“I’m obliged to tell about the Holocaust. Because the younger people are not remembering anything. And the older ones are not with us anymore.”
January 27th is International Holocaust Remembrance Day, and I’d like to share a memory of a very poignant interview I did about that horrific time in world history.
In 1998, I had the privilege of speaking with a childhood friend of Anne Frank, Hannah Pick-Goslar. In November, 1944, in an extraordinary coincidence, Hannah found herself on the other side of a barbed wire fence from Anne, when they were both in the Bergen-Belsen death camp. She couldn’t see her, but she was able to talk with her.
“It was not the Anna I had known,” Goslar told me. “It was really not the same girl. A little broken girl.”
Anne told Hannah that no one in her family was left, and that she felt so alone. Neither of the girls knew at the time that Otto Frank, Anne’s father, had in fact been liberated from the Auschwitz death camp.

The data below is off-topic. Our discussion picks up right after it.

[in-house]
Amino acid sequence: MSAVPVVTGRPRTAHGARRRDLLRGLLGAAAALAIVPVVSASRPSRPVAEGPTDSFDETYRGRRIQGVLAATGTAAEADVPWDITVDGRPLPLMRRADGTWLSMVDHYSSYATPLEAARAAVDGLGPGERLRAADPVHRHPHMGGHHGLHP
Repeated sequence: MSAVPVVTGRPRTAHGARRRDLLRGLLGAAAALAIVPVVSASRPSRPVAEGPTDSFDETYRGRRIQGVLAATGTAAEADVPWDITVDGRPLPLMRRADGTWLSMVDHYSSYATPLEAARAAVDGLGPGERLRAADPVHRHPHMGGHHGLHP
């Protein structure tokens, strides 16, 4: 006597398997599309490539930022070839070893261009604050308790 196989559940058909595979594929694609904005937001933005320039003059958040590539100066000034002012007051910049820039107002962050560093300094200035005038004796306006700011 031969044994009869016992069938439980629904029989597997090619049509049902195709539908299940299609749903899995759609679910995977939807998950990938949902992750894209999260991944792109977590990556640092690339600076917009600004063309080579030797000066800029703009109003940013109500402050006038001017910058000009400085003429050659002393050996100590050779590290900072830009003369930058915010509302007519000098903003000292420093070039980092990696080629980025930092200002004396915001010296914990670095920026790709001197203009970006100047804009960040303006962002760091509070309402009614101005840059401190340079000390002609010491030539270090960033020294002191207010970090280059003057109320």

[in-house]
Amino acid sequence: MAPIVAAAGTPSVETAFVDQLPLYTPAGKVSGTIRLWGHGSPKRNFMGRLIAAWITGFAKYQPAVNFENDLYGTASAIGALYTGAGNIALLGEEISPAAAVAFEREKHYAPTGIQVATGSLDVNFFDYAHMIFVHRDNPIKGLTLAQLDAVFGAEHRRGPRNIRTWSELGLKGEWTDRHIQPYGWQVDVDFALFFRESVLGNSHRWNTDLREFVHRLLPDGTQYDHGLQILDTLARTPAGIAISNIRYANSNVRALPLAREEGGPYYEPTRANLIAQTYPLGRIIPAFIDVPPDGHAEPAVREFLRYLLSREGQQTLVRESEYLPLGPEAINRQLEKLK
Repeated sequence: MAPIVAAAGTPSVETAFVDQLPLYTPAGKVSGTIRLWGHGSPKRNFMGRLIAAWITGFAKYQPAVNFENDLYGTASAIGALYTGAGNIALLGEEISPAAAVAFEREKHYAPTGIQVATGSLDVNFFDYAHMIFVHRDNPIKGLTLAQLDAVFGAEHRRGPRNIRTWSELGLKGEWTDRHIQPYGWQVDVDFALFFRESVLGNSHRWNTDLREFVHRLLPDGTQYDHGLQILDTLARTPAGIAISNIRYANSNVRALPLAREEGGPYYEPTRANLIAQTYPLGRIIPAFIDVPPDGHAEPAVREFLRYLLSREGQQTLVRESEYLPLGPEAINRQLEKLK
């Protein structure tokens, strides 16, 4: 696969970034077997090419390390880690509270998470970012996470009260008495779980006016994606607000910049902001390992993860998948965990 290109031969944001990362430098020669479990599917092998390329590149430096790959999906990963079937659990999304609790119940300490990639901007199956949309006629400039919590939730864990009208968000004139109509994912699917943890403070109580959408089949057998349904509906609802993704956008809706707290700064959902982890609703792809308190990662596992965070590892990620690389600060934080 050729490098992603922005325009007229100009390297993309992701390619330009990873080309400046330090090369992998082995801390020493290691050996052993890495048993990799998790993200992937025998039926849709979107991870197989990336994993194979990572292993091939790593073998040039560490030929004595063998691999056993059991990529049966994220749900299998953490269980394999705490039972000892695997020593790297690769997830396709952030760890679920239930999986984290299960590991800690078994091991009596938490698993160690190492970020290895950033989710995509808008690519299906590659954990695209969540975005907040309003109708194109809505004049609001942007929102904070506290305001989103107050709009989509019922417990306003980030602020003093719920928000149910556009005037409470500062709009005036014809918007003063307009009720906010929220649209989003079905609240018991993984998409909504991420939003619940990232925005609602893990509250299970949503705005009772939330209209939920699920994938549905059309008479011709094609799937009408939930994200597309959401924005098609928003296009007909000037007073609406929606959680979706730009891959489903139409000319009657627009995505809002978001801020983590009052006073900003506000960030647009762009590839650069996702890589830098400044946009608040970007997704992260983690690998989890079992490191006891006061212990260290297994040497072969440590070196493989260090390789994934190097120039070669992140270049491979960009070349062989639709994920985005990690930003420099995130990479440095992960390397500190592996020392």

“I think if she would have known her father is alive, maybe she had a little more hope,” said Goslar. “Because it was still almost the end of the war.”
Sometime in March, 1945, Anne died. On April 15, the 11th Armoured Division of the British Army liberated Bergen-Belsen. They found about 60,000 prisoners, most of whom were starving and sick, and at least 13,000 corpses.
Hannah Goslar survived Bergen-Belsen and is still alive, at 93. If Anne Frank were alive today, she would be 93 on June 12.
Please take a moment and listen to Mrs. Goslar in this interview, which also includes Cor Suijk, the former director of the Anne Frank House. He had just revealed that he had five pages of Anne Frank’s diary that had never been published.
— Marcia Franklin, Producer and Host